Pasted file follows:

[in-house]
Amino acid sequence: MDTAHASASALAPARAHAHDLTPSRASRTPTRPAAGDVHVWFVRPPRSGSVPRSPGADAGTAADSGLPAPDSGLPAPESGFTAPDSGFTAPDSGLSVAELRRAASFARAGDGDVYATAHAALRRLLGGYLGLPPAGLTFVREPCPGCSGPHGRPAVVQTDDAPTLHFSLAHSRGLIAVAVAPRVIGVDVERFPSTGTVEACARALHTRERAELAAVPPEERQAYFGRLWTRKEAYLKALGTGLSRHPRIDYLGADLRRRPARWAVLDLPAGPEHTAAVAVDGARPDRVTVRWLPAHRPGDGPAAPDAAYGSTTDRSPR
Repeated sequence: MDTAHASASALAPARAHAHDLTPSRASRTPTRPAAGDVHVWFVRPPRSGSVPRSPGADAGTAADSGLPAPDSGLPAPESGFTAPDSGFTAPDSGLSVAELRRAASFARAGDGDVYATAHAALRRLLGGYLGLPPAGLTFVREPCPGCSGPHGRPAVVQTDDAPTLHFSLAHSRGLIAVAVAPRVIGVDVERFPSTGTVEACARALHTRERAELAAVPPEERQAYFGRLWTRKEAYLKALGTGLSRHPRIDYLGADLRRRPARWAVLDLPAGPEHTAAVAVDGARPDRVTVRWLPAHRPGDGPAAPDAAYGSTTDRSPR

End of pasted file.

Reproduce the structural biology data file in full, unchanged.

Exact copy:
[in-house]
Amino acid sequence: MDTAHASASALAPARAHAHDLTPSRASRTPTRPAAGDVHVWFVRPPRSGSVPRSPGADAGTAADSGLPAPDSGLPAPESGFTAPDSGFTAPDSGLSVAELRRAASFARAGDGDVYATAHAALRRLLGGYLGLPPAGLTFVREPCPGCSGPHGRPAVVQTDDAPTLHFSLAHSRGLIAVAVAPRVIGVDVERFPSTGTVEACARALHTRERAELAAVPPEERQAYFGRLWTRKEAYLKALGTGLSRHPRIDYLGADLRRRPARWAVLDLPAGPEHTAAVAVDGARPDRVTVRWLPAHRPGDGPAAPDAAYGSTTDRSPR
Repeated sequence: MDTAHASASALAPARAHAHDLTPSRASRTPTRPAAGDVHVWFVRPPRSGSVPRSPGADAGTAADSGLPAPDSGLPAPESGFTAPDSGFTAPDSGLSVAELRRAASFARAGDGDVYATAHAALRRLLGGYLGLPPAGLTFVREPCPGCSGPHGRPAVVQTDDAPTLHFSLAHSRGLIAVAVAPRVIGVDVERFPSTGTVEACARALHTRERAELAAVPPEERQAYFGRLWTRKEAYLKALGTGLSRHPRIDYLGADLRRRPARWAVLDLPAGPEHTAAVAVDGARPDRVTVRWLPAHRPGDGPAAPDAAYGSTTDRSPR